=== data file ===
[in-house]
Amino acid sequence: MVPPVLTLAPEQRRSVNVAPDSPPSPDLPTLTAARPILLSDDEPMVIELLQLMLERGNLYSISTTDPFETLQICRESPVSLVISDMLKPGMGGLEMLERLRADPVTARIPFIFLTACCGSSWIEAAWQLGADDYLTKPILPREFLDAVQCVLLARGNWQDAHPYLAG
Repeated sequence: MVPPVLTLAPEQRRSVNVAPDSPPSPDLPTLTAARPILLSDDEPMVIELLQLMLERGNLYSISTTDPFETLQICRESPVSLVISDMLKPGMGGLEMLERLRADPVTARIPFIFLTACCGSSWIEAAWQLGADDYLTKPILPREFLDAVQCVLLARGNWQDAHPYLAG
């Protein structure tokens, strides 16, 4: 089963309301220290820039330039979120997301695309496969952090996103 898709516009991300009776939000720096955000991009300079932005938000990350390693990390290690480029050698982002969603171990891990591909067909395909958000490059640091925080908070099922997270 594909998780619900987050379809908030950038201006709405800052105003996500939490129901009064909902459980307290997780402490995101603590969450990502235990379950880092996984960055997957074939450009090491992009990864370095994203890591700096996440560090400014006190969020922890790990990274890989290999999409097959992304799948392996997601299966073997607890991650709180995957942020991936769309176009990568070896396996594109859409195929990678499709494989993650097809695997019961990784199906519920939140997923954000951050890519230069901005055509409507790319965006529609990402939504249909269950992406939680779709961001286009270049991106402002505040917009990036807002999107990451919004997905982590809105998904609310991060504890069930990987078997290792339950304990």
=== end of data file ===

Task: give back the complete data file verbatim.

[in-house]
Amino acid sequence: MVPPVLTLAPEQRRSVNVAPDSPPSPDLPTLTAARPILLSDDEPMVIELLQLMLERGNLYSISTTDPFETLQICRESPVSLVISDMLKPGMGGLEMLERLRADPVTARIPFIFLTACCGSSWIEAAWQLGADDYLTKPILPREFLDAVQCVLLARGNWQDAHPYLAG
Repeated sequence: MVPPVLTLAPEQRRSVNVAPDSPPSPDLPTLTAARPILLSDDEPMVIELLQLMLERGNLYSISTTDPFETLQICRESPVSLVISDMLKPGMGGLEMLERLRADPVTARIPFIFLTACCGSSWIEAAWQLGADDYLTKPILPREFLDAVQCVLLARGNWQDAHPYLAG
């Protein structure tokens, strides 16, 4: 089963309301220290820039330039979120997301695309496969952090996103 898709516009991300009776939000720096955000991009300079932005938000990350390693990390290690480029050698982002969603171990891990591909067909395909958000490059640091925080908070099922997270 594909998780619900987050379809908030950038201006709405800052105003996500939490129901009064909902459980307290997780402490995101603590969450990502235990379950880092996984960055997957074939450009090491992009990864370095994203890591700096996440560090400014006190969020922890790990990274890989290999999409097959992304799948392996997601299966073997607890991650709180995957942020991936769309176009990568070896396996594109859409195929990678499709494989993650097809695997019961990784199906519920939140997923954000951050890519230069901005055509409507790319965006529609990402939504249909269950992406939680779709961001286009270049991106402002505040917009990036807002999107990451919004997905982590809105998904609310991060504890069930990987078997290792339950304990």